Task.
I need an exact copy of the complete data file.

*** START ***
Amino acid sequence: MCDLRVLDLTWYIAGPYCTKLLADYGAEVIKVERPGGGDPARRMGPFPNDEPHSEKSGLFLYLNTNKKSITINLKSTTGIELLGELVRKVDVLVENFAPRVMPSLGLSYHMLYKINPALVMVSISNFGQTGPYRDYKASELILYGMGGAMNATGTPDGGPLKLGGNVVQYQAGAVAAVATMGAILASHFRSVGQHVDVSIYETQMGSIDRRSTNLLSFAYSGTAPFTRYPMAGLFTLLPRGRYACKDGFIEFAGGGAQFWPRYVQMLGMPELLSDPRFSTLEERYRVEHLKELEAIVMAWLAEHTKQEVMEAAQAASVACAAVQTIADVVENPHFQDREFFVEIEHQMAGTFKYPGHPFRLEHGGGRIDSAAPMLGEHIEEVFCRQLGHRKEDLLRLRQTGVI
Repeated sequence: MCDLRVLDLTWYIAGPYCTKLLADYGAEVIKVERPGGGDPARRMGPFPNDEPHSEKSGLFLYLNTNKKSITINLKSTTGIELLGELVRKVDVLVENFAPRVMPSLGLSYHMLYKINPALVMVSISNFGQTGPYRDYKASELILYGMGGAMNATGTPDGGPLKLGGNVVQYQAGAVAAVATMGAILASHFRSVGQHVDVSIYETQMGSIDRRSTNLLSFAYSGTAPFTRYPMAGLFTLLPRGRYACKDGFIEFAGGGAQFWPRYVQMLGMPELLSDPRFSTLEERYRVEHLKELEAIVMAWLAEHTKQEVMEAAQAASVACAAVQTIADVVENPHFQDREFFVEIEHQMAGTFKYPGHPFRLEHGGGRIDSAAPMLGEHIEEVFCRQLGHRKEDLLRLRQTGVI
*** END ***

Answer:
Amino acid sequence: MCDLRVLDLTWYIAGPYCTKLLADYGAEVIKVERPGGGDPARRMGPFPNDEPHSEKSGLFLYLNTNKKSITINLKSTTGIELLGELVRKVDVLVENFAPRVMPSLGLSYHMLYKINPALVMVSISNFGQTGPYRDYKASELILYGMGGAMNATGTPDGGPLKLGGNVVQYQAGAVAAVATMGAILASHFRSVGQHVDVSIYETQMGSIDRRSTNLLSFAYSGTAPFTRYPMAGLFTLLPRGRYACKDGFIEFAGGGAQFWPRYVQMLGMPELLSDPRFSTLEERYRVEHLKELEAIVMAWLAEHTKQEVMEAAQAASVACAAVQTIADVVENPHFQDREFFVEIEHQMAGTFKYPGHPFRLEHGGGRIDSAAPMLGEHIEEVFCRQLGHRKEDLLRLRQTGVI
Repeated sequence: MCDLRVLDLTWYIAGPYCTKLLADYGAEVIKVERPGGGDPARRMGPFPNDEPHSEKSGLFLYLNTNKKSITINLKSTTGIELLGELVRKVDVLVENFAPRVMPSLGLSYHMLYKINPALVMVSISNFGQTGPYRDYKASELILYGMGGAMNATGTPDGGPLKLGGNVVQYQAGAVAAVATMGAILASHFRSVGQHVDVSIYETQMGSIDRRSTNLLSFAYSGTAPFTRYPMAGLFTLLPRGRYACKDGFIEFAGGGAQFWPRYVQMLGMPELLSDPRFSTLEERYRVEHLKELEAIVMAWLAEHTKQEVMEAAQAASVACAAVQTIADVVENPHFQDREFFVEIEHQMAGTFKYPGHPFRLEHGGGRIDSAAPMLGEHIEEVFCRQLGHRKEDLLRLRQTGVI